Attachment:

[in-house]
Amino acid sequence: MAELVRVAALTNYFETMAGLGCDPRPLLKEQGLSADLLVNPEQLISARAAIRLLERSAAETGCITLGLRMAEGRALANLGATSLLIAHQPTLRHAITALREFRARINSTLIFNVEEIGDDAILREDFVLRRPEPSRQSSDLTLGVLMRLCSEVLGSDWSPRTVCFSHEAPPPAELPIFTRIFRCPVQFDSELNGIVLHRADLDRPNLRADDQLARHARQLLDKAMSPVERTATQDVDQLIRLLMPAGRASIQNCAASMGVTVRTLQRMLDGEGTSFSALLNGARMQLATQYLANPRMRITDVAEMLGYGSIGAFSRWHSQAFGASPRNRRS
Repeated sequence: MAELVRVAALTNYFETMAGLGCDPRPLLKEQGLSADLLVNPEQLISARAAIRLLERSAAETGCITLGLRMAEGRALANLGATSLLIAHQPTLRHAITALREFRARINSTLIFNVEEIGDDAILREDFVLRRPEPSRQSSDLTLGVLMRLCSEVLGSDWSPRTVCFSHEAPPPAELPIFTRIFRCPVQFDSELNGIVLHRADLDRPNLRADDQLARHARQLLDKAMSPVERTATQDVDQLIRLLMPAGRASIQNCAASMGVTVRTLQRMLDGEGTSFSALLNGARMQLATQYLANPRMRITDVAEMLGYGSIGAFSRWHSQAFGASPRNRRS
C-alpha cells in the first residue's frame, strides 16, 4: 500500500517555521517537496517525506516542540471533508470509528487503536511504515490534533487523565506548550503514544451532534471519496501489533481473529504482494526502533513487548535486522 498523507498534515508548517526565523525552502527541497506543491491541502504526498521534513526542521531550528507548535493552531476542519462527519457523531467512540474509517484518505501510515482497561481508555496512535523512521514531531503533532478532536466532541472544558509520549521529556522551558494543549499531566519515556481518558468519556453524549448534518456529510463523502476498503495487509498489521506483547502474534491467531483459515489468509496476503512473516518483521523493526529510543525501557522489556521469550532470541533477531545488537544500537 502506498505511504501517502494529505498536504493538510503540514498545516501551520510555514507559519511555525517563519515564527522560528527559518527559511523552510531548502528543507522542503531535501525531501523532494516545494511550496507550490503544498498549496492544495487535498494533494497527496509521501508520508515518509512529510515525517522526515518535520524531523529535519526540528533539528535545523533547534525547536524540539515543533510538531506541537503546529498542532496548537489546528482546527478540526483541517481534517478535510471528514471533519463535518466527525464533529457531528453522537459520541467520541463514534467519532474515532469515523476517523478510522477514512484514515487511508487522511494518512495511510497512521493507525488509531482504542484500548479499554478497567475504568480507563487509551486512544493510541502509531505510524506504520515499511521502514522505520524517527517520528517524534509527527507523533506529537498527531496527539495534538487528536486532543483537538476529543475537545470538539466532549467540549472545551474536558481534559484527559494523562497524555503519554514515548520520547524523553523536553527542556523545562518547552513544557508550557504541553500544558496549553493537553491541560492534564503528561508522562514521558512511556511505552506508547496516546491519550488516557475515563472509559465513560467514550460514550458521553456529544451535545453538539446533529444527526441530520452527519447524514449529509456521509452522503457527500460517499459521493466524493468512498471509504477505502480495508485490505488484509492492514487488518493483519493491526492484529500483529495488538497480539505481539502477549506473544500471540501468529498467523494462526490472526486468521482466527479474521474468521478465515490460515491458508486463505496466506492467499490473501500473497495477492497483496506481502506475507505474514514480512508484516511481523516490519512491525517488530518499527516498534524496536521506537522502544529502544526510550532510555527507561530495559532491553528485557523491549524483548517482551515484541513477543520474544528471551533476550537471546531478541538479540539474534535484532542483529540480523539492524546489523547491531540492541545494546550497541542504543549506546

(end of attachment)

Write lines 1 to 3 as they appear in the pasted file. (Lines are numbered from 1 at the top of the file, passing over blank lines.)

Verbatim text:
[in-house]
Amino acid sequence: MAELVRVAALTNYFETMAGLGCDPRPLLKEQGLSADLLVNPEQLISARAAIRLLERSAAETGCITLGLRMAEGRALANLGATSLLIAHQPTLRHAITALREFRARINSTLIFNVEEIGDDAILREDFVLRRPEPSRQSSDLTLGVLMRLCSEVLGSDWSPRTVCFSHEAPPPAELPIFTRIFRCPVQFDSELNGIVLHRADLDRPNLRADDQLARHARQLLDKAMSPVERTATQDVDQLIRLLMPAGRASIQNCAASMGVTVRTLQRMLDGEGTSFSALLNGARMQLATQYLANPRMRITDVAEMLGYGSIGAFSRWHSQAFGASPRNRRS
Repeated sequence: MAELVRVAALTNYFETMAGLGCDPRPLLKEQGLSADLLVNPEQLISARAAIRLLERSAAETGCITLGLRMAEGRALANLGATSLLIAHQPTLRHAITALREFRARINSTLIFNVEEIGDDAILREDFVLRRPEPSRQSSDLTLGVLMRLCSEVLGSDWSPRTVCFSHEAPPPAELPIFTRIFRCPVQFDSELNGIVLHRADLDRPNLRADDQLARHARQLLDKAMSPVERTATQDVDQLIRLLMPAGRASIQNCAASMGVTVRTLQRMLDGEGTSFSALLNGARMQLATQYLANPRMRITDVAEMLGYGSIGAFSRWHSQAFGASPRNRRS